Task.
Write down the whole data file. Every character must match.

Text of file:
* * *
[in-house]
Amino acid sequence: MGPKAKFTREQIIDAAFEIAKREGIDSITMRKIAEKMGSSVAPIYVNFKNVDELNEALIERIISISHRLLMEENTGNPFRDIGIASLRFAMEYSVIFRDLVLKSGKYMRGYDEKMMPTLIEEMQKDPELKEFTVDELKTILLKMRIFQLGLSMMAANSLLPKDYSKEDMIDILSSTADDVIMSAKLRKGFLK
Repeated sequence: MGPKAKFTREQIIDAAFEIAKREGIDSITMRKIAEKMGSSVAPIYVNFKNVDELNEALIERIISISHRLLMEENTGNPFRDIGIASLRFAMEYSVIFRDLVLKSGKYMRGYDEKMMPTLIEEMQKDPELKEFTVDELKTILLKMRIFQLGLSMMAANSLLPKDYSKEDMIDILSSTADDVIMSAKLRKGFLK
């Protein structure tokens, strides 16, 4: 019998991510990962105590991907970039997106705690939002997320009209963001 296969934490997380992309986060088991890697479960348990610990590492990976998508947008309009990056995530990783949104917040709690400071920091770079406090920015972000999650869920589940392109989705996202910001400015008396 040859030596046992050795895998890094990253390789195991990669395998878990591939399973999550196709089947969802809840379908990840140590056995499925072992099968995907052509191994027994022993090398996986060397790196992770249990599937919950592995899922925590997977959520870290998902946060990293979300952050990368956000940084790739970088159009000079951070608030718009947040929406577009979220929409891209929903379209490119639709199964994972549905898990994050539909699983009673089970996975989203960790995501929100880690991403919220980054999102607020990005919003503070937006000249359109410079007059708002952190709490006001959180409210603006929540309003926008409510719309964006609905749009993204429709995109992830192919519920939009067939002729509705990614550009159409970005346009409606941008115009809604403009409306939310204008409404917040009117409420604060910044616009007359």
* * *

[in-house]
Amino acid sequence: MGPKAKFTREQIIDAAFEIAKREGIDSITMRKIAEKMGSSVAPIYVNFKNVDELNEALIERIISISHRLLMEENTGNPFRDIGIASLRFAMEYSVIFRDLVLKSGKYMRGYDEKMMPTLIEEMQKDPELKEFTVDELKTILLKMRIFQLGLSMMAANSLLPKDYSKEDMIDILSSTADDVIMSAKLRKGFLK
Repeated sequence: MGPKAKFTREQIIDAAFEIAKREGIDSITMRKIAEKMGSSVAPIYVNFKNVDELNEALIERIISISHRLLMEENTGNPFRDIGIASLRFAMEYSVIFRDLVLKSGKYMRGYDEKMMPTLIEEMQKDPELKEFTVDELKTILLKMRIFQLGLSMMAANSLLPKDYSKEDMIDILSSTADDVIMSAKLRKGFLK
């Protein structure tokens, strides 16, 4: 019998991510990962105590991907970039997106705690939002997320009209963001 296969934490997380992309986060088991890697479960348990610990590492990976998508947008309009990056995530990783949104917040709690400071920091770079406090920015972000999650869920589940392109989705996202910001400015008396 040859030596046992050795895998890094990253390789195991990669395998878990591939399973999550196709089947969802809840379908990840140590056995499925072992099968995907052509191994027994022993090398996986060397790196992770249990599937919950592995899922925590997977959520870290998902946060990293979300952050990368956000940084790739970088159009000079951070608030718009947040929406577009979220929409891209929903379209490119639709199964994972549905898990994050539909699983009673089970996975989203960790995501929100880690991403919220980054999102607020990005919003503070937006000249359109410079007059708002952190709490006001959180409210603006929540309003926008409510719309964006609905749009993204429709995109992830192919519920939009067939002729509705990614550009159409970005346009409606941008115009809604403009409306939310204008409404917040009117409420604060910044616009007359």